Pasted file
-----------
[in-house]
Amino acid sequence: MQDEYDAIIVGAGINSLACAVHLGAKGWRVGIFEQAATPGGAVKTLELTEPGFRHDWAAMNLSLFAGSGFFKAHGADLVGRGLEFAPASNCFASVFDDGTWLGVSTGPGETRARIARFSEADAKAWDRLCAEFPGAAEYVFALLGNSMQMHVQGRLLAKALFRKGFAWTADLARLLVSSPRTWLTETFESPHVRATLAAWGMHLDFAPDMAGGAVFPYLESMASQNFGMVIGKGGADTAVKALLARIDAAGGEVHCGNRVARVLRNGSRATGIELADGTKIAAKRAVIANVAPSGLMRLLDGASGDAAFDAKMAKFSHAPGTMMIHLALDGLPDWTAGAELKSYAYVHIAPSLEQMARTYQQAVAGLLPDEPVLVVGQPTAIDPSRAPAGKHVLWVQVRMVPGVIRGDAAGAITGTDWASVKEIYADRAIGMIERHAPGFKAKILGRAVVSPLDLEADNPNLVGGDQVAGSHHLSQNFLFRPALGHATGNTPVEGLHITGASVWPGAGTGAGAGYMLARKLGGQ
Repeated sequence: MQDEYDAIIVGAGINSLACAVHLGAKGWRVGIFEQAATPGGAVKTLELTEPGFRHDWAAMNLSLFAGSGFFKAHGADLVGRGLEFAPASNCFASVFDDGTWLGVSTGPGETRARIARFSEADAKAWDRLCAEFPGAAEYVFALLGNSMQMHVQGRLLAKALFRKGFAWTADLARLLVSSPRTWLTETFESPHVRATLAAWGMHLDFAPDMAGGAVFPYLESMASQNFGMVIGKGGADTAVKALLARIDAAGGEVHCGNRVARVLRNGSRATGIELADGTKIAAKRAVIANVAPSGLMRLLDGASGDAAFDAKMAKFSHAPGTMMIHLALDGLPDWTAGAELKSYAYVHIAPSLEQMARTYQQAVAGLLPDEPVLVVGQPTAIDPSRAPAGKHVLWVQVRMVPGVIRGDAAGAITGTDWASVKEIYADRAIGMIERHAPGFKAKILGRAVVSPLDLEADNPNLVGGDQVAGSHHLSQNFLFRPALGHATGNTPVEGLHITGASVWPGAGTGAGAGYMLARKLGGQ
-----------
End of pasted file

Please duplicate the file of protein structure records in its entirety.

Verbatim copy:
[in-house]
Amino acid sequence: MQDEYDAIIVGAGINSLACAVHLGAKGWRVGIFEQAATPGGAVKTLELTEPGFRHDWAAMNLSLFAGSGFFKAHGADLVGRGLEFAPASNCFASVFDDGTWLGVSTGPGETRARIARFSEADAKAWDRLCAEFPGAAEYVFALLGNSMQMHVQGRLLAKALFRKGFAWTADLARLLVSSPRTWLTETFESPHVRATLAAWGMHLDFAPDMAGGAVFPYLESMASQNFGMVIGKGGADTAVKALLARIDAAGGEVHCGNRVARVLRNGSRATGIELADGTKIAAKRAVIANVAPSGLMRLLDGASGDAAFDAKMAKFSHAPGTMMIHLALDGLPDWTAGAELKSYAYVHIAPSLEQMARTYQQAVAGLLPDEPVLVVGQPTAIDPSRAPAGKHVLWVQVRMVPGVIRGDAAGAITGTDWASVKEIYADRAIGMIERHAPGFKAKILGRAVVSPLDLEADNPNLVGGDQVAGSHHLSQNFLFRPALGHATGNTPVEGLHITGASVWPGAGTGAGAGYMLARKLGGQ
Repeated sequence: MQDEYDAIIVGAGINSLACAVHLGAKGWRVGIFEQAATPGGAVKTLELTEPGFRHDWAAMNLSLFAGSGFFKAHGADLVGRGLEFAPASNCFASVFDDGTWLGVSTGPGETRARIARFSEADAKAWDRLCAEFPGAAEYVFALLGNSMQMHVQGRLLAKALFRKGFAWTADLARLLVSSPRTWLTETFESPHVRATLAAWGMHLDFAPDMAGGAVFPYLESMASQNFGMVIGKGGADTAVKALLARIDAAGGEVHCGNRVARVLRNGSRATGIELADGTKIAAKRAVIANVAPSGLMRLLDGASGDAAFDAKMAKFSHAPGTMMIHLALDGLPDWTAGAELKSYAYVHIAPSLEQMARTYQQAVAGLLPDEPVLVVGQPTAIDPSRAPAGKHVLWVQVRMVPGVIRGDAAGAITGTDWASVKEIYADRAIGMIERHAPGFKAKILGRAVVSPLDLEADNPNLVGGDQVAGSHHLSQNFLFRPALGHATGNTPVEGLHITGASVWPGAGTGAGAGYMLARKLGGQ